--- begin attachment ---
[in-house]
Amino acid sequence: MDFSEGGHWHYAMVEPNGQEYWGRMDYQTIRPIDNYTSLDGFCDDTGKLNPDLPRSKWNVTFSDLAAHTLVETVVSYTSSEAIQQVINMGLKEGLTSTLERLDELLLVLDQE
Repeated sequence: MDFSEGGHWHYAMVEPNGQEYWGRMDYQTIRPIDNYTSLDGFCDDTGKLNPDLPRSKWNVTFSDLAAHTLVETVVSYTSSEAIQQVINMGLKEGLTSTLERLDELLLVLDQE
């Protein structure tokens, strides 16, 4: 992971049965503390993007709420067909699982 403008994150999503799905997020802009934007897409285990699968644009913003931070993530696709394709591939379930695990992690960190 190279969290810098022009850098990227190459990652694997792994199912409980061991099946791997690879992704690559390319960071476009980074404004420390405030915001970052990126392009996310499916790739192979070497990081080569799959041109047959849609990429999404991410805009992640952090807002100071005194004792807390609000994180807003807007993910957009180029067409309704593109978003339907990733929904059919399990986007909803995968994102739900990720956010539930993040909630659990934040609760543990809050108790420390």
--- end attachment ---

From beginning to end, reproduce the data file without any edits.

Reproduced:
[in-house]
Amino acid sequence: MDFSEGGHWHYAMVEPNGQEYWGRMDYQTIRPIDNYTSLDGFCDDTGKLNPDLPRSKWNVTFSDLAAHTLVETVVSYTSSEAIQQVINMGLKEGLTSTLERLDELLLVLDQE
Repeated sequence: MDFSEGGHWHYAMVEPNGQEYWGRMDYQTIRPIDNYTSLDGFCDDTGKLNPDLPRSKWNVTFSDLAAHTLVETVVSYTSSEAIQQVINMGLKEGLTSTLERLDELLLVLDQE
């Protein structure tokens, strides 16, 4: 992971049965503390993007709420067909699982 403008994150999503799905997020802009934007897409285990699968644009913003931070993530696709394709591939379930695990992690960190 190279969290810098022009850098990227190459990652694997792994199912409980061991099946791997690879992704690559390319960071476009980074404004420390405030915001970052990126392009996310499916790739192979070497990081080569799959041109047959849609990429999404991410805009992640952090807002100071005194004792807390609000994180807003807007993910957009180029067409309704593109978003339907990733929904059919399990986007909803995968994102739900990720956010539930993040909630659990934040609760543990809050108790420390």